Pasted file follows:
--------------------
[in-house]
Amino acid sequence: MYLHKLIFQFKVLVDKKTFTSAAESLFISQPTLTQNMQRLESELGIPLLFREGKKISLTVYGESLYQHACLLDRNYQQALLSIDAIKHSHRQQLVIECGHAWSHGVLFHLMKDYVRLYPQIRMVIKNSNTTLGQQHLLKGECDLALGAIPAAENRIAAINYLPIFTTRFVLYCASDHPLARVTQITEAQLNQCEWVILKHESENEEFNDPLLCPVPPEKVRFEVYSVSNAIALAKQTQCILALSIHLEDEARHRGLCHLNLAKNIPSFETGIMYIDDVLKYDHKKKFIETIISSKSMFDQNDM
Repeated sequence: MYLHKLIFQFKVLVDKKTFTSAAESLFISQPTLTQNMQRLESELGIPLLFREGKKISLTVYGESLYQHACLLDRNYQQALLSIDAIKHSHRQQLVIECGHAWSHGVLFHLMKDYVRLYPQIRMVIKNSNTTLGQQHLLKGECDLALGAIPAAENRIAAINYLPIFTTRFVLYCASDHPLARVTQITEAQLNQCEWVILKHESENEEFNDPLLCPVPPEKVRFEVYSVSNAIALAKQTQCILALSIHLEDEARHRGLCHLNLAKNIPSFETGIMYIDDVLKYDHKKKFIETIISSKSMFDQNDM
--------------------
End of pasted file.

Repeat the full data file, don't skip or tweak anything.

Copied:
[in-house]
Amino acid sequence: MYLHKLIFQFKVLVDKKTFTSAAESLFISQPTLTQNMQRLESELGIPLLFREGKKISLTVYGESLYQHACLLDRNYQQALLSIDAIKHSHRQQLVIECGHAWSHGVLFHLMKDYVRLYPQIRMVIKNSNTTLGQQHLLKGECDLALGAIPAAENRIAAINYLPIFTTRFVLYCASDHPLARVTQITEAQLNQCEWVILKHESENEEFNDPLLCPVPPEKVRFEVYSVSNAIALAKQTQCILALSIHLEDEARHRGLCHLNLAKNIPSFETGIMYIDDVLKYDHKKKFIETIISSKSMFDQNDM
Repeated sequence: MYLHKLIFQFKVLVDKKTFTSAAESLFISQPTLTQNMQRLESELGIPLLFREGKKISLTVYGESLYQHACLLDRNYQQALLSIDAIKHSHRQQLVIECGHAWSHGVLFHLMKDYVRLYPQIRMVIKNSNTTLGQQHLLKGECDLALGAIPAAENRIAAINYLPIFTTRFVLYCASDHPLARVTQITEAQLNQCEWVILKHESENEEFNDPLLCPVPPEKVRFEVYSVSNAIALAKQTQCILALSIHLEDEARHRGLCHLNLAKNIPSFETGIMYIDDVLKYDHKKKFIETIISSKSMFDQNDM